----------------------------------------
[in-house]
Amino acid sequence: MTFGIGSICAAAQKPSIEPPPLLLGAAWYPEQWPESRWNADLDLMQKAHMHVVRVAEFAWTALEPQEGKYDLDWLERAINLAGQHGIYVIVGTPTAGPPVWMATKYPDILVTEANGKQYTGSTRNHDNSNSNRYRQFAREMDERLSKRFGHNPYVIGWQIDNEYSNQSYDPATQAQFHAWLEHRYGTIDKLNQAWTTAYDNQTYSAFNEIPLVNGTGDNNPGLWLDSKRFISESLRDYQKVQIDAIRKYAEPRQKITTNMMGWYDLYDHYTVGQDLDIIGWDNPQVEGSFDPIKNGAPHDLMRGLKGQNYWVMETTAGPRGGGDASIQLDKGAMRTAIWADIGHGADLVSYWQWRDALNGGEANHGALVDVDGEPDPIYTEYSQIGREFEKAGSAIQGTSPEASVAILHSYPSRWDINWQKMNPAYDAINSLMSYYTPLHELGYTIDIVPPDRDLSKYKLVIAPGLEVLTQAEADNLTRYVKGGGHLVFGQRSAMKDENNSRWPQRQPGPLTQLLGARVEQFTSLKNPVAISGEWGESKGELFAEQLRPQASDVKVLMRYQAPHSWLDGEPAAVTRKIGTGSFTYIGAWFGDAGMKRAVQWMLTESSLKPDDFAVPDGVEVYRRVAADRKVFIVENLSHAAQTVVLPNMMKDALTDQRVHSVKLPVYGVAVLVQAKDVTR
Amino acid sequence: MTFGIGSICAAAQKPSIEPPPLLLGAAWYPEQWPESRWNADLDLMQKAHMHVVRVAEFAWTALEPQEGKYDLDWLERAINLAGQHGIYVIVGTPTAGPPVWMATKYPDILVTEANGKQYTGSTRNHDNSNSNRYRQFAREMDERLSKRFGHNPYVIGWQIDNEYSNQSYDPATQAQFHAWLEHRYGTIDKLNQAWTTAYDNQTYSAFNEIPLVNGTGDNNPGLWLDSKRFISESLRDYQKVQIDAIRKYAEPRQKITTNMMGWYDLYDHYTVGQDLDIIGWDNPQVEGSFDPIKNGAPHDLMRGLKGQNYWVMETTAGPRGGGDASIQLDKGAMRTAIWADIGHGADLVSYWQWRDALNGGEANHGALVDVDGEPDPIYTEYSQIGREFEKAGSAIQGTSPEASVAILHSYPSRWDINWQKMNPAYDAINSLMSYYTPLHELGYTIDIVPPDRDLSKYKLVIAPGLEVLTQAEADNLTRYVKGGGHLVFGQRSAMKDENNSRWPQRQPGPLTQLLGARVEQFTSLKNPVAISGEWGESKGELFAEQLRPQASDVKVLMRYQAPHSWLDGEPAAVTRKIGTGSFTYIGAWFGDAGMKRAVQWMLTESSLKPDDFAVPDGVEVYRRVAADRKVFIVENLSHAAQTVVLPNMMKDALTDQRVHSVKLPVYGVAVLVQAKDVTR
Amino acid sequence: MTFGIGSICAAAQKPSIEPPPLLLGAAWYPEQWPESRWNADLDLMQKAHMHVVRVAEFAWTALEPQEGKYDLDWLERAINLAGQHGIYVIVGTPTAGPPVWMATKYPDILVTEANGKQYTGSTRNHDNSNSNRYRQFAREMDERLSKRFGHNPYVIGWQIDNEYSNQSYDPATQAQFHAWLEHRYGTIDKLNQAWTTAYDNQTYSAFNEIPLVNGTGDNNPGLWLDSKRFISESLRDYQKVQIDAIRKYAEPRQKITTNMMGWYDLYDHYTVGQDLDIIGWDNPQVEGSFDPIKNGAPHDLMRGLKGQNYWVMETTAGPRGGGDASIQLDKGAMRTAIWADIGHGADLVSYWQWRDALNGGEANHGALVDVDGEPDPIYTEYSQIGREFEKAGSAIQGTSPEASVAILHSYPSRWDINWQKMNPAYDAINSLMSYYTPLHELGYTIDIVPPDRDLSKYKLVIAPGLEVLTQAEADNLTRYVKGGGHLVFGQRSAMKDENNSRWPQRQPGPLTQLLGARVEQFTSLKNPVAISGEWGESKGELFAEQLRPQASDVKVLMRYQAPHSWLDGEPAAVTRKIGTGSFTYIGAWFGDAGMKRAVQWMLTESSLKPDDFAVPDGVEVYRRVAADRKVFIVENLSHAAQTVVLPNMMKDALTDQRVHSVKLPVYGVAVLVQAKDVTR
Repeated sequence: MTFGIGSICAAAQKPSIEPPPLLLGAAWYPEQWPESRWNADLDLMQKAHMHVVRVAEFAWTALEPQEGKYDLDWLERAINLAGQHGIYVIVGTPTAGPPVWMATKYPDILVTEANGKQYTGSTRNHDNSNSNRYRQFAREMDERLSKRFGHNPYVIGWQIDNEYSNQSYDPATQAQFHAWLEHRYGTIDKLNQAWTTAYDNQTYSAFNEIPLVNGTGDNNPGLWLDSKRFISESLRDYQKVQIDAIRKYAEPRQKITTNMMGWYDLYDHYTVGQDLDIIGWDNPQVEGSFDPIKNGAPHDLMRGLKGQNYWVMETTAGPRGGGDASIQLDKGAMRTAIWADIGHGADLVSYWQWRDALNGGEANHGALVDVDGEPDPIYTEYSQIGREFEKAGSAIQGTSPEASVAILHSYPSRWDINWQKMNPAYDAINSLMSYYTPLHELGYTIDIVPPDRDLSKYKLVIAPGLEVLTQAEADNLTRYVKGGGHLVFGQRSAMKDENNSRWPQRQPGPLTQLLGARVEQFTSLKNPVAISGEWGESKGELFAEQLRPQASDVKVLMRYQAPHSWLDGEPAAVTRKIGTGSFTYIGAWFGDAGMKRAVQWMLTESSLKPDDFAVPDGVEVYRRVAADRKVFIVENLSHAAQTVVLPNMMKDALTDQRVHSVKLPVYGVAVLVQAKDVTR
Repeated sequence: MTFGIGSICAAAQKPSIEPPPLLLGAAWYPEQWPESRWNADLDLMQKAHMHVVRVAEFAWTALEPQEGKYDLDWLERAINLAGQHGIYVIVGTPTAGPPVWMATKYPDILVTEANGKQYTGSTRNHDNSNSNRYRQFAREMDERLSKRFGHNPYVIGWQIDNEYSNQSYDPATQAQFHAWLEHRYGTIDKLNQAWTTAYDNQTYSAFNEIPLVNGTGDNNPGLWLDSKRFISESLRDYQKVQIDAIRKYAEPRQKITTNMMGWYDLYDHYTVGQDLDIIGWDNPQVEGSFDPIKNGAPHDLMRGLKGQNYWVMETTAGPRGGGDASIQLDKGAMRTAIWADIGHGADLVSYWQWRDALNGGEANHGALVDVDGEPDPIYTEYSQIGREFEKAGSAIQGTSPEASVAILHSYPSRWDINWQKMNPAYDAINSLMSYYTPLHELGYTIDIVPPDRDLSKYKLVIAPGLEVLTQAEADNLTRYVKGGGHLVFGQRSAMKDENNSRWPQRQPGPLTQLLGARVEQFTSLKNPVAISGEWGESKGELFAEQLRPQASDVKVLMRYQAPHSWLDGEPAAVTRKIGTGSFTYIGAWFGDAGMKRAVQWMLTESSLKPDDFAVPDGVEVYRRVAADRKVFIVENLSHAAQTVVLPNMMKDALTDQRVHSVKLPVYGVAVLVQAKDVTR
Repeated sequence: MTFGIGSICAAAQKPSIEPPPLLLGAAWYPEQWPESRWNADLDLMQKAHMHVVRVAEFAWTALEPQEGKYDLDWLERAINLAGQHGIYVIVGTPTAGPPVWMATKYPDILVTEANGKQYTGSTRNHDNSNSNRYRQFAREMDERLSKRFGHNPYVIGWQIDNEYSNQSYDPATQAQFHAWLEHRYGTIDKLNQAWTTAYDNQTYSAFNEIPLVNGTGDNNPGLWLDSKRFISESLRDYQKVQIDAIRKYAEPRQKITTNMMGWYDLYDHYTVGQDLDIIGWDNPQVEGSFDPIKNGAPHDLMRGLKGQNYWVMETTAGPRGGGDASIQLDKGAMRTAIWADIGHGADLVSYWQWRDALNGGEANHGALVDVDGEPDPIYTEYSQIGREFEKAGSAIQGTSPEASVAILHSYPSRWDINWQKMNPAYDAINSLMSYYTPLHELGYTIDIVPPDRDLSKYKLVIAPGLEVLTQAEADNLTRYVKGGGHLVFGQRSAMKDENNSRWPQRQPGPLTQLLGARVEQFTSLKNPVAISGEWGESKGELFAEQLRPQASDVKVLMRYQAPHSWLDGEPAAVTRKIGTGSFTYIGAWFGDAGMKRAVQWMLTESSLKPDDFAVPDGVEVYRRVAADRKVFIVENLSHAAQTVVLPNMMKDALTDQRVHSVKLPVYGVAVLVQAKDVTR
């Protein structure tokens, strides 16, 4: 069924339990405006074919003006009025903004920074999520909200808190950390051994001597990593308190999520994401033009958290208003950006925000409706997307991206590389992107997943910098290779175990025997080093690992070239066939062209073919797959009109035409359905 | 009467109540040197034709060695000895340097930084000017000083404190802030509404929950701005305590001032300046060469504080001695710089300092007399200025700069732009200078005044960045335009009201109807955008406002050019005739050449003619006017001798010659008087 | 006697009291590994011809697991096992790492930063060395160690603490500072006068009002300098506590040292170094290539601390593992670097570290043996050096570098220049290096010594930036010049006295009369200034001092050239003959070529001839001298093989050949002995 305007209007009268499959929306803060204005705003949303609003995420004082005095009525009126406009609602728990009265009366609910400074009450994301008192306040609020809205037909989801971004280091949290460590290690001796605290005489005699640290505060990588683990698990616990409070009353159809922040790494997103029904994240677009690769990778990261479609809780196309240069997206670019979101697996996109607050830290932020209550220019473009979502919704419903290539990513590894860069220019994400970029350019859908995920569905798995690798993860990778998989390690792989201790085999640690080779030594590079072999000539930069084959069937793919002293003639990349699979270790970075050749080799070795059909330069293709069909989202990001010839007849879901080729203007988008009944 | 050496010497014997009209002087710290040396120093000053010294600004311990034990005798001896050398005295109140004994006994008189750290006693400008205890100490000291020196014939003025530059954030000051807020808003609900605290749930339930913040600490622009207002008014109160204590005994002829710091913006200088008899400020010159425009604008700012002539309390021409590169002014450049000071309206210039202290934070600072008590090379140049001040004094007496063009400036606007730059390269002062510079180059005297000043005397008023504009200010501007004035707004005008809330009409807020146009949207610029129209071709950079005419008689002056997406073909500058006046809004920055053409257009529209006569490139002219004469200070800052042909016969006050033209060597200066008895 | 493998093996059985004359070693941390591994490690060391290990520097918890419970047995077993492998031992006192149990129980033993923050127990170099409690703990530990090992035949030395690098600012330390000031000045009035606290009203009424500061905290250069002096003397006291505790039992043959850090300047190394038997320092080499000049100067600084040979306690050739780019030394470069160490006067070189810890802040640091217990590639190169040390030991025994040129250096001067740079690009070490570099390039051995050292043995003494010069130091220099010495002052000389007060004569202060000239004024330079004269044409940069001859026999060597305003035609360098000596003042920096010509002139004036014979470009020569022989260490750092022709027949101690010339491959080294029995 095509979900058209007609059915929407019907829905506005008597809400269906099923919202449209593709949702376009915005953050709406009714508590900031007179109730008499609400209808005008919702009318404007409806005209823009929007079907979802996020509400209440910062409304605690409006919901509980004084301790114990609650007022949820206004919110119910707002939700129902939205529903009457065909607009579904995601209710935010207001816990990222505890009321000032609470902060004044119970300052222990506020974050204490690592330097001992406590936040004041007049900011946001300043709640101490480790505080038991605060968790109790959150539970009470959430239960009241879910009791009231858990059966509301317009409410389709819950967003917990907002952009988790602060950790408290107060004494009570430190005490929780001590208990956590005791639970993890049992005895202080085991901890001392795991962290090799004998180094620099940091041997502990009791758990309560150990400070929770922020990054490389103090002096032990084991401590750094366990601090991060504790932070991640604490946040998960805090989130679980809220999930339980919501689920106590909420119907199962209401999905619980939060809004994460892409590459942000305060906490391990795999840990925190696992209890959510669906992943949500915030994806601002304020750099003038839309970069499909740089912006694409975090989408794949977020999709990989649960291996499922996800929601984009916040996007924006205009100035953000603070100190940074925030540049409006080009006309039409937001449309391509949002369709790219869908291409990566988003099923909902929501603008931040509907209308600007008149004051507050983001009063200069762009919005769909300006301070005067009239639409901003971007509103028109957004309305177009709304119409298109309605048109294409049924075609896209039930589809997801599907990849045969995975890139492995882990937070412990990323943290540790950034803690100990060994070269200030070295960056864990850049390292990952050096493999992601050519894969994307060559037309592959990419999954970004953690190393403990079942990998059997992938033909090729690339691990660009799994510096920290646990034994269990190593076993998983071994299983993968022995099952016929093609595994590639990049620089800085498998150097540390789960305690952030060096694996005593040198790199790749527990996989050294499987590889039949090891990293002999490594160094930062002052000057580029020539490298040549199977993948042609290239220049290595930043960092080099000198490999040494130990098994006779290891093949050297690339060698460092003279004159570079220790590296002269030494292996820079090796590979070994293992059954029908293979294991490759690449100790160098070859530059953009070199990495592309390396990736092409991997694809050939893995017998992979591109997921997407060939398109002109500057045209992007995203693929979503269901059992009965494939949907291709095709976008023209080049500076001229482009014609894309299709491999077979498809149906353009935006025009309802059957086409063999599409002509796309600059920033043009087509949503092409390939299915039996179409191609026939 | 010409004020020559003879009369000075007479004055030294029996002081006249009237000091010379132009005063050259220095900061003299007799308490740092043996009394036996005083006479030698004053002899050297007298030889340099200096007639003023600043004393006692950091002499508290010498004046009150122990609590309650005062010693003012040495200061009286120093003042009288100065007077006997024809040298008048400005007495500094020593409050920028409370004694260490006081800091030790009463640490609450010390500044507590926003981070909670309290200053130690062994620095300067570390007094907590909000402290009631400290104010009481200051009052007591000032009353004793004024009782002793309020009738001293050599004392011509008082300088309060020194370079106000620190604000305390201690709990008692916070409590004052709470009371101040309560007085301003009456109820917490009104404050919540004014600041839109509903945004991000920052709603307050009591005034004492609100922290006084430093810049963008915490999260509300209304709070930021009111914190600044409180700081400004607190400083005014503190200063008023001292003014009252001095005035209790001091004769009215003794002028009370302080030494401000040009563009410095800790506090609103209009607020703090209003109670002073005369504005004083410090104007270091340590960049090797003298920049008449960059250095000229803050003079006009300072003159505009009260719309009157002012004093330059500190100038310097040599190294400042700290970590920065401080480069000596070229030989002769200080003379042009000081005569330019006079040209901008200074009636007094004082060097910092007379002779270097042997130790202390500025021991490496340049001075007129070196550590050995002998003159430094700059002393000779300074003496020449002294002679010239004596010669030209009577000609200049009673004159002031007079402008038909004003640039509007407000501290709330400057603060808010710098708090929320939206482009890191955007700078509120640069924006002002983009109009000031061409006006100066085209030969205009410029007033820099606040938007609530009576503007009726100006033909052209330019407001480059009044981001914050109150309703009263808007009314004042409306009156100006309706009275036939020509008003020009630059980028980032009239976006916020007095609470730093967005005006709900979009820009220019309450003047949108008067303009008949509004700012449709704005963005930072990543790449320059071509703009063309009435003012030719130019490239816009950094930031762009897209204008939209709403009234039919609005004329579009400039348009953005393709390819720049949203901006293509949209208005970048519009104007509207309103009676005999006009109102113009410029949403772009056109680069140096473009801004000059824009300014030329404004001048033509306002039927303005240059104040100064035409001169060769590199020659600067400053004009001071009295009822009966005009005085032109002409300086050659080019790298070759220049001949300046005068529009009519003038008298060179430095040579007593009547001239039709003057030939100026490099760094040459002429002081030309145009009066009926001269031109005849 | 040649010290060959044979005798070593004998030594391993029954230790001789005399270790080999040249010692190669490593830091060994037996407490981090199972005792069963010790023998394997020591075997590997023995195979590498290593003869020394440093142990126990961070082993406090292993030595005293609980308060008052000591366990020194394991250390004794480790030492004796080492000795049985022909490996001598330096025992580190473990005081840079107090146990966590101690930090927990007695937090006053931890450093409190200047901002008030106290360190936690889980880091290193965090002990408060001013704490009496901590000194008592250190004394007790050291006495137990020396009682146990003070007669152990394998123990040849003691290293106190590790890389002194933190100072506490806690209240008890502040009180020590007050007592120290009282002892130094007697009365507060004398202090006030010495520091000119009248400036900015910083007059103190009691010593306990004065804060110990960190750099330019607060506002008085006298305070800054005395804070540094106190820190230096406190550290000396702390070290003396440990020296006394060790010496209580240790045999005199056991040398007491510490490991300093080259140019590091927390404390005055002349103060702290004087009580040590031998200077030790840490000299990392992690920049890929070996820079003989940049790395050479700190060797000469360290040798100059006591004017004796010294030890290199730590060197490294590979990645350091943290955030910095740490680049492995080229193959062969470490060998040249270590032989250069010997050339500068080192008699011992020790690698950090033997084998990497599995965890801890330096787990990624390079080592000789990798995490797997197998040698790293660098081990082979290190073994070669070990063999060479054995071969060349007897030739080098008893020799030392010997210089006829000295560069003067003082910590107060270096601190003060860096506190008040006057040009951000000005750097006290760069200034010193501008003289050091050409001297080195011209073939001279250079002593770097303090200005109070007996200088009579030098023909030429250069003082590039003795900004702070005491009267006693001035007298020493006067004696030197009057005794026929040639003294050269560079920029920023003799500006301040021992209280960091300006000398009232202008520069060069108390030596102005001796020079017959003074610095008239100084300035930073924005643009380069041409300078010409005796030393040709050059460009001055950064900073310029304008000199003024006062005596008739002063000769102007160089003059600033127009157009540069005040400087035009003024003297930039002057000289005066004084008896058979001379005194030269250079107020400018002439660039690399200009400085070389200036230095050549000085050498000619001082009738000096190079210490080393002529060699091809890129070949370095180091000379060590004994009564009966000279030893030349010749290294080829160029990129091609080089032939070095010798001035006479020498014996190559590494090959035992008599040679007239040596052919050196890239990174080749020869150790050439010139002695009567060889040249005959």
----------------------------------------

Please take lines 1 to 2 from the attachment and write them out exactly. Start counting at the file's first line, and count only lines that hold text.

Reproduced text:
[in-house]
Amino acid sequence: MTFGIGSICAAAQKPSIEPPPLLLGAAWYPEQWPESRWNADLDLMQKAHMHVVRVAEFAWTALEPQEGKYDLDWLERAINLAGQHGIYVIVGTPTAGPPVWMATKYPDILVTEANGKQYTGSTRNHDNSNSNRYRQFAREMDERLSKRFGHNPYVIGWQIDNEYSNQSYDPATQAQFHAWLEHRYGTIDKLNQAWTTAYDNQTYSAFNEIPLVNGTGDNNPGLWLDSKRFISESLRDYQKVQIDAIRKYAEPRQKITTNMMGWYDLYDHYTVGQDLDIIGWDNPQVEGSFDPIKNGAPHDLMRGLKGQNYWVMETTAGPRGGGDASIQLDKGAMRTAIWADIGHGADLVSYWQWRDALNGGEANHGALVDVDGEPDPIYTEYSQIGREFEKAGSAIQGTSPEASVAILHSYPSRWDINWQKMNPAYDAINSLMSYYTPLHELGYTIDIVPPDRDLSKYKLVIAPGLEVLTQAEADNLTRYVKGGGHLVFGQRSAMKDENNSRWPQRQPGPLTQLLGARVEQFTSLKNPVAISGEWGESKGELFAEQLRPQASDVKVLMRYQAPHSWLDGEPAAVTRKIGTGSFTYIGAWFGDAGMKRAVQWMLTESSLKPDDFAVPDGVEVYRRVAADRKVFIVENLSHAAQTVVLPNMMKDALTDQRVHSVKLPVYGVAVLVQAKDVTR